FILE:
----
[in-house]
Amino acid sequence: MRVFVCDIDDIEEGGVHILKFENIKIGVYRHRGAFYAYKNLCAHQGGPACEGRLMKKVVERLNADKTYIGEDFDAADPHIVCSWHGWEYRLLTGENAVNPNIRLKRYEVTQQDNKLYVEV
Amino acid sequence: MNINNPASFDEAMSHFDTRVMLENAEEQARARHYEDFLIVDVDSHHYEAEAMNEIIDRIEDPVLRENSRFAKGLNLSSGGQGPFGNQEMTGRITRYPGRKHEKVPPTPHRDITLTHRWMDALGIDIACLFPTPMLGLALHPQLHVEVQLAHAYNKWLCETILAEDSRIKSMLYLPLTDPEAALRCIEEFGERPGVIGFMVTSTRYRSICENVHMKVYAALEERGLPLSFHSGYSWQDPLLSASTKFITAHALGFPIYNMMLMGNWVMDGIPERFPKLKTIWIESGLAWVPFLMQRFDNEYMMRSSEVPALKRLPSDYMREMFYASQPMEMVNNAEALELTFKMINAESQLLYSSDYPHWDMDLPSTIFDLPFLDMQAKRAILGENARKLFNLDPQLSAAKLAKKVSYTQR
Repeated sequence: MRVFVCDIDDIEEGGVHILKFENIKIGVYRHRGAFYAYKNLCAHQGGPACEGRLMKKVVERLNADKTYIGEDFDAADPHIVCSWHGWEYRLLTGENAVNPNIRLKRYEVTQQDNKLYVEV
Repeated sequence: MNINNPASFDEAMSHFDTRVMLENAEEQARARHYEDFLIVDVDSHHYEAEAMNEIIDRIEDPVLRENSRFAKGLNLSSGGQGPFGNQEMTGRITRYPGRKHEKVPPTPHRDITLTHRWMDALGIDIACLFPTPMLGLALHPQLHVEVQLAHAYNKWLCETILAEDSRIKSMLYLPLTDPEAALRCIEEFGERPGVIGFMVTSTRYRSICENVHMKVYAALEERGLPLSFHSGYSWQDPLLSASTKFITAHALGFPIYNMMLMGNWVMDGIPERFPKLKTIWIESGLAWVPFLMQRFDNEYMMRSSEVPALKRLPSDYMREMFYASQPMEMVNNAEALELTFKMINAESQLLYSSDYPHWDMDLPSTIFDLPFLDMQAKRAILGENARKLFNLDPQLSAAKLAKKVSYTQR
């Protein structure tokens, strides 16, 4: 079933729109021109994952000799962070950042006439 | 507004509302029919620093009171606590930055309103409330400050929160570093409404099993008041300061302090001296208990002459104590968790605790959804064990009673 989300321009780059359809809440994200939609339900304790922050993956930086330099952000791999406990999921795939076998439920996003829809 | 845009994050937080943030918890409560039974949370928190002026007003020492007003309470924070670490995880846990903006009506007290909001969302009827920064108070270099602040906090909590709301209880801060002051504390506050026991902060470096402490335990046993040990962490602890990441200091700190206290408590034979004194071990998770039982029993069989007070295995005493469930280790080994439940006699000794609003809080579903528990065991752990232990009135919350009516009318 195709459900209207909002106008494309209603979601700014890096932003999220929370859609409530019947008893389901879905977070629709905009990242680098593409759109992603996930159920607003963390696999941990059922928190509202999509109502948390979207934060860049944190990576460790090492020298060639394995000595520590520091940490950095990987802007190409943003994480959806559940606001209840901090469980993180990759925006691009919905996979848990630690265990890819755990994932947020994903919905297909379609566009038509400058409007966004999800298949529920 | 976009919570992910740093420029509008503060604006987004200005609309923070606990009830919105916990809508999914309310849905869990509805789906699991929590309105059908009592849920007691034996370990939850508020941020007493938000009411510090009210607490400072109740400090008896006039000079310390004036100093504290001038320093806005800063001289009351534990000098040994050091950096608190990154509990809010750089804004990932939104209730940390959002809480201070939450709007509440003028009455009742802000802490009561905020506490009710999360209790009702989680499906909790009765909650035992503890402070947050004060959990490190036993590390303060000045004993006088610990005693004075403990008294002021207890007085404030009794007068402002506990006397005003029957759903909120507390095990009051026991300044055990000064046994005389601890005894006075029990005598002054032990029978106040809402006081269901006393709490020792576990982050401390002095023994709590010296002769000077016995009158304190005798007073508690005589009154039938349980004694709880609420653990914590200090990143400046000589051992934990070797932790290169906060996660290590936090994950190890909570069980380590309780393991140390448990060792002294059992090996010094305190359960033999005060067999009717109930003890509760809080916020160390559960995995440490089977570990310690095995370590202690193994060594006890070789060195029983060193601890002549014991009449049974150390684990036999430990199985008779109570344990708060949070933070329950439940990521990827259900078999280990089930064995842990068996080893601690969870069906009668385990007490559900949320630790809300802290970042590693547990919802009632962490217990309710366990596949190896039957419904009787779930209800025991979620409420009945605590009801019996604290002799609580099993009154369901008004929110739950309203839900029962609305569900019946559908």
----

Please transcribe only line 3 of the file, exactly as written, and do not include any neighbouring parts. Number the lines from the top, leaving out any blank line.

Amino acid sequence: MNINNPASFDEAMSHFDTRVMLENAEEQARARHYEDFLIVDVDSHHYEAEAMNEIIDRIEDPVLRENSRFAKGLNLSSGGQGPFGNQEMTGRITRYPGRKHEKVPPTPHRDITLTHRWMDALGIDIACLFPTPMLGLALHPQLHVEVQLAHAYNKWLCETILAEDSRIKSMLYLPLTDPEAALRCIEEFGERPGVIGFMVTSTRYRSICENVHMKVYAALEERGLPLSFHSGYSWQDPLLSASTKFITAHALGFPIYNMMLMGNWVMDGIPERFPKLKTIWIESGLAWVPFLMQRFDNEYMMRSSEVPALKRLPSDYMREMFYASQPMEMVNNAEALELTFKMINAESQLLYSSDYPHWDMDLPSTIFDLPFLDMQAKRAILGENARKLFNLDPQLSAAKLAKKVSYTQR